Although the efficacies of vaccines against SARS-CoV-2, i.e., the virus that causes Covid-19, have been publicized and praised, and although they are assumed to encourage vaccine compliance, little is known about how well these figures are understood by the general public. Our study aims to fill this gap by investigating whether laypeople have an adequate grasp of what vaccine efficacy means and, if not, which misconceptions and consequences are the most common. To this end, we carried out three online behavioral experiments involving 1800 participants overall. The first, exploratory experiment, with a sample of 600 UK participants, allowed us to document, by means of both an open-ended question and a multiple-choice question, a common misinterpretation of the efficacy of SARS-CoV-2 vaccines as the non-incidence rate among the vaccinated. We formally demonstrated that this error leads to a systematic overestimation of the probability of individuals who are vaccinated developing Covid-19. The second experiment confirmed the prevalence of this misinterpretation in a new sample of 600 UK and Italian participants, by means of a slightly different multiple-choice question that included more response options. Finally, in a third experiment, involving another 600 UK and Italian participants, we investigated the behavioral implications of the documented error and showed that it might undermine the general positive attitude toward vaccines as well as the intention to get vaccinated. On the whole, the results of this study reveal a general misunderstanding of vaccine efficacy that may have serious consequences for the perceived benefits of SARS-CoV-2 vaccines and, thus, the willingness to be vaccinated.

The misunderstanding of vaccine efficacy / Tentori, K.; Passerini, A.; Timberlake, B.; Pighin, S.. - In: SOCIAL SCIENCE & MEDICINE. - ISSN 0277-9536. - 289:(2021), p. 114273. [10.1016/j.socscimed.2021.114273]

The misunderstanding of vaccine efficacy

Tentori K.;Passerini A.;Timberlake B.;Pighin S.
2021-01-01

Abstract

Although the efficacies of vaccines against SARS-CoV-2, i.e., the virus that causes Covid-19, have been publicized and praised, and although they are assumed to encourage vaccine compliance, little is known about how well these figures are understood by the general public. Our study aims to fill this gap by investigating whether laypeople have an adequate grasp of what vaccine efficacy means and, if not, which misconceptions and consequences are the most common. To this end, we carried out three online behavioral experiments involving 1800 participants overall. The first, exploratory experiment, with a sample of 600 UK participants, allowed us to document, by means of both an open-ended question and a multiple-choice question, a common misinterpretation of the efficacy of SARS-CoV-2 vaccines as the non-incidence rate among the vaccinated. We formally demonstrated that this error leads to a systematic overestimation of the probability of individuals who are vaccinated developing Covid-19. The second experiment confirmed the prevalence of this misinterpretation in a new sample of 600 UK and Italian participants, by means of a slightly different multiple-choice question that included more response options. Finally, in a third experiment, involving another 600 UK and Italian participants, we investigated the behavioral implications of the documented error and showed that it might undermine the general positive attitude toward vaccines as well as the intention to get vaccinated. On the whole, the results of this study reveal a general misunderstanding of vaccine efficacy that may have serious consequences for the perceived benefits of SARS-CoV-2 vaccines and, thus, the willingness to be vaccinated.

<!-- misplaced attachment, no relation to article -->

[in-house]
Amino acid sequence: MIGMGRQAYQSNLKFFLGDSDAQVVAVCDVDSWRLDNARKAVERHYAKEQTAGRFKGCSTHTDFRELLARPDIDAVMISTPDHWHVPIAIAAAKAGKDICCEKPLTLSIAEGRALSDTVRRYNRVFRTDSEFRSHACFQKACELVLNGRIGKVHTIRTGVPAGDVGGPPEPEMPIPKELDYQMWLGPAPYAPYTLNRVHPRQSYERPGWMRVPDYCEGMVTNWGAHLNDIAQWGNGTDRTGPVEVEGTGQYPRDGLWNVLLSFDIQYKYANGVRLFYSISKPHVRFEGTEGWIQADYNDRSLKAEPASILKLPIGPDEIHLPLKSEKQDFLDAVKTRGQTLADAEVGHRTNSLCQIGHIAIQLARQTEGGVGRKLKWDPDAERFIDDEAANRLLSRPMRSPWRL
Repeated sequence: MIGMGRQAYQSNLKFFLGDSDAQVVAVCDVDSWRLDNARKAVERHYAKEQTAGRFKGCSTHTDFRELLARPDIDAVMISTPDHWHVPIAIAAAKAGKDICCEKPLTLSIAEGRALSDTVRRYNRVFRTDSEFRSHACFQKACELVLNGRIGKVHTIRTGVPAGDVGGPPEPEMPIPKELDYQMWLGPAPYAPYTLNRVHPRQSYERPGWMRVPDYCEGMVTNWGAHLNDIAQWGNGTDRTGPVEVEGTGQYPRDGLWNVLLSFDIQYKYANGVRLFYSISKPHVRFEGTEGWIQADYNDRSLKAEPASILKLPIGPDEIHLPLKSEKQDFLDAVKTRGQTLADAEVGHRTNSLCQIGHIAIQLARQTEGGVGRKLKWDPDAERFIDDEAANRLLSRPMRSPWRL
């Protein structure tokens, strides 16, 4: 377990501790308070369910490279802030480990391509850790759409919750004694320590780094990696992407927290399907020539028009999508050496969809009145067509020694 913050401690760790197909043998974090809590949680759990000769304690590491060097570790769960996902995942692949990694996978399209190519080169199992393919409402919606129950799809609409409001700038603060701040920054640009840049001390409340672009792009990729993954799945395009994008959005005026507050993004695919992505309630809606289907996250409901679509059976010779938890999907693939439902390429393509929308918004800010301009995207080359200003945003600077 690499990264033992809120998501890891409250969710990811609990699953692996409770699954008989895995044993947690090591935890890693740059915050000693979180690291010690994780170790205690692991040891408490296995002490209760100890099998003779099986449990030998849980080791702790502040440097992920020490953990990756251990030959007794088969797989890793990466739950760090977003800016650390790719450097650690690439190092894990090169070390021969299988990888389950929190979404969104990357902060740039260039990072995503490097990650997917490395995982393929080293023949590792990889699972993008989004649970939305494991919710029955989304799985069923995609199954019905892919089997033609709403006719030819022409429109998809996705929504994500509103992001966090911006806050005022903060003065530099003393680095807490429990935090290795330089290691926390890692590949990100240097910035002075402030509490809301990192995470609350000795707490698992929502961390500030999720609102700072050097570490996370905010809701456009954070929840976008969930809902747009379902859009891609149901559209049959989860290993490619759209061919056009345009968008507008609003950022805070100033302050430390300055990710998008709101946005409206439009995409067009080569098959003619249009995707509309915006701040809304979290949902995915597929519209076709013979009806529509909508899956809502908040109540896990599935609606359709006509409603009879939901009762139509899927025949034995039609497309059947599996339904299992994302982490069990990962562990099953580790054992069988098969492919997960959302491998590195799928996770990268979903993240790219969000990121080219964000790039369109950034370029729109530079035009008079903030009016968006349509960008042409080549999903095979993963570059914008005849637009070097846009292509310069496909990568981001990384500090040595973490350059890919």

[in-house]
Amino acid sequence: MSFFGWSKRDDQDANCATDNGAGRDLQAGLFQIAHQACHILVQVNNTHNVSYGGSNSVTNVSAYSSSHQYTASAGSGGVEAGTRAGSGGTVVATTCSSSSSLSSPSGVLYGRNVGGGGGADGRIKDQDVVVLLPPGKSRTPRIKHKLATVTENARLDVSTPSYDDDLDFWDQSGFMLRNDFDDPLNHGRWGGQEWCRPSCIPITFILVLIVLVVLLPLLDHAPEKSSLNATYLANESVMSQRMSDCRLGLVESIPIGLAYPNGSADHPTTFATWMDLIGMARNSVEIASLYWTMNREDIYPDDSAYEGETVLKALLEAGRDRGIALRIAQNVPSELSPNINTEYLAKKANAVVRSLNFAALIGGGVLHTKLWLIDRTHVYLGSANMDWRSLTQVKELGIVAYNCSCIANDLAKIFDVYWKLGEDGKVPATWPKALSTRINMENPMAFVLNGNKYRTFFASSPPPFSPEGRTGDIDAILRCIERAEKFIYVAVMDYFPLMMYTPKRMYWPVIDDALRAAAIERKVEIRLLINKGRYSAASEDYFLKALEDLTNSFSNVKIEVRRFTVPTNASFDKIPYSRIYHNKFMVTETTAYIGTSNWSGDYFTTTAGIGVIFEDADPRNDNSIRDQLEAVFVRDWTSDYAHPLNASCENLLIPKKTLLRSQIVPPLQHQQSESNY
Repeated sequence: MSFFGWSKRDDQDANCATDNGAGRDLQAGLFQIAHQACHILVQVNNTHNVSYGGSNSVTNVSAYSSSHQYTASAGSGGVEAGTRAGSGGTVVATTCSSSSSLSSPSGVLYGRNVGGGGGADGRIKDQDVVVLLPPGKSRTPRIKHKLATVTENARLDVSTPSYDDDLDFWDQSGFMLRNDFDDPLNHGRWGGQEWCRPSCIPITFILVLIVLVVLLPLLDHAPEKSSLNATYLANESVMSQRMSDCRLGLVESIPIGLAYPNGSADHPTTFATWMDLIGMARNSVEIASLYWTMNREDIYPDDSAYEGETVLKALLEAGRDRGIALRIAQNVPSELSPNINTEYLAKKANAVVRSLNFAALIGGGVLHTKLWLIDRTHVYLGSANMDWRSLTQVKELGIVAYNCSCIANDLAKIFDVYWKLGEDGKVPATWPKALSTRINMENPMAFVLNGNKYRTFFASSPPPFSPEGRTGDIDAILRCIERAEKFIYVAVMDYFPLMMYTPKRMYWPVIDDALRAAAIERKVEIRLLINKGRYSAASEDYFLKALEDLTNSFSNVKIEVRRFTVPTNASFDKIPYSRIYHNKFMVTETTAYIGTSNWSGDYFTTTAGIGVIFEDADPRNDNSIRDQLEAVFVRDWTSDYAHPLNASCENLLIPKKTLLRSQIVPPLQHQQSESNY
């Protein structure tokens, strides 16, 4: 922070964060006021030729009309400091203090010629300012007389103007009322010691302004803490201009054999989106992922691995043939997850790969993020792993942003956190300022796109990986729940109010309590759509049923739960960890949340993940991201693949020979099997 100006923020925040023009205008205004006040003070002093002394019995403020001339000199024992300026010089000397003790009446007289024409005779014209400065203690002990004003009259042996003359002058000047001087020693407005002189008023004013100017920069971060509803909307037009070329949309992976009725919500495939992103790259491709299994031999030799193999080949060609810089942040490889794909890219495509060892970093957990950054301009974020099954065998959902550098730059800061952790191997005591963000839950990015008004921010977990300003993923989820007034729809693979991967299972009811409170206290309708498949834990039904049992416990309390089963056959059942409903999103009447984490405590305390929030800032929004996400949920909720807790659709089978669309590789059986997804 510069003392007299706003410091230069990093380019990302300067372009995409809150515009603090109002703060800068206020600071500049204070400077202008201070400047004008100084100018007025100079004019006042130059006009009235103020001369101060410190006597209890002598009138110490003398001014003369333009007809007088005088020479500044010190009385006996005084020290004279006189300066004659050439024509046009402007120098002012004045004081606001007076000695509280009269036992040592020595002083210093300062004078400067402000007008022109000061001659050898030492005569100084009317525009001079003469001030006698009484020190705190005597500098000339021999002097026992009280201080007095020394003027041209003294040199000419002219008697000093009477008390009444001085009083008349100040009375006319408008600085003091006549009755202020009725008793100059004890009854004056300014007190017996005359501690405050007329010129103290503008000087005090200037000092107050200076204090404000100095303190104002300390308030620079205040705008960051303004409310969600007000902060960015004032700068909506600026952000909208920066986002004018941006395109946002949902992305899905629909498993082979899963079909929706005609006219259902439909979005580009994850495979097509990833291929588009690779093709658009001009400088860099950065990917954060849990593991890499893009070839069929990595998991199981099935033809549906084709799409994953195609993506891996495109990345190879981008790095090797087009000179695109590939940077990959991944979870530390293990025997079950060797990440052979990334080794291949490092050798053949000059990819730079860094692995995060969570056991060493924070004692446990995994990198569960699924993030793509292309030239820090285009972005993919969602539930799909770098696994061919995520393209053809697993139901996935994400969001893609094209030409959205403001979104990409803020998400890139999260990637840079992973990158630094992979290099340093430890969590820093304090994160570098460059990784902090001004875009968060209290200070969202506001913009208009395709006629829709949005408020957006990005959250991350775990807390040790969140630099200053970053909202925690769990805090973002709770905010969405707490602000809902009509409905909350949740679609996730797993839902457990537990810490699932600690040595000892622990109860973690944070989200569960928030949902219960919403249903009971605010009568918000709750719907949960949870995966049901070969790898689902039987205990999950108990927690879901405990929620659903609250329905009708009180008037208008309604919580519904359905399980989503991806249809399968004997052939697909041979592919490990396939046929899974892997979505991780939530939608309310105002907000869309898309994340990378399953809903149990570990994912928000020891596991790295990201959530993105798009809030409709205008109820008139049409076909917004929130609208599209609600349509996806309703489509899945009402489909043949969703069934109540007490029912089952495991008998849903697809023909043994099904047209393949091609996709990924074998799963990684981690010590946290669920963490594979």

2021
Tentori, K.; Passerini, A.; Timberlake, B.; Pighin, S.
The misunderstanding of vaccine efficacy / Tentori, K.; Passerini, A.; Timberlake, B.; Pighin, S.. - In: SOCIAL SCIENCE & MEDICINE. - ISSN 0277-9536. - 289:(2021), p. 114273. [10.1016/j.socscimed.2021.114273]
File in questo prodotto:
File Dimensione Formato  
Vaccini versione online.pdf

Solo gestori archivio

Tipologia: Versione editoriale (Publisher’s layout)
Licenza: Tutti i diritti riservati (All rights reserved)
Dimensione 676.58 kB
Formato Adobe PDF
676.58 kB Adobe PDF   Visualizza/Apri

I documenti in IRIS sono protetti da copyright e tutti i diritti sono riservati, salvo diversa indicazione

Utilizza questo identificativo per citare o creare un link a questo documento: https://hdl.handle.net/11572/320635
Citazioni
  • ???jsp.display-item.citation.pmc??? 4
  • Scopus 14
  • ???jsp.display-item.citation.isi??? 8
social impact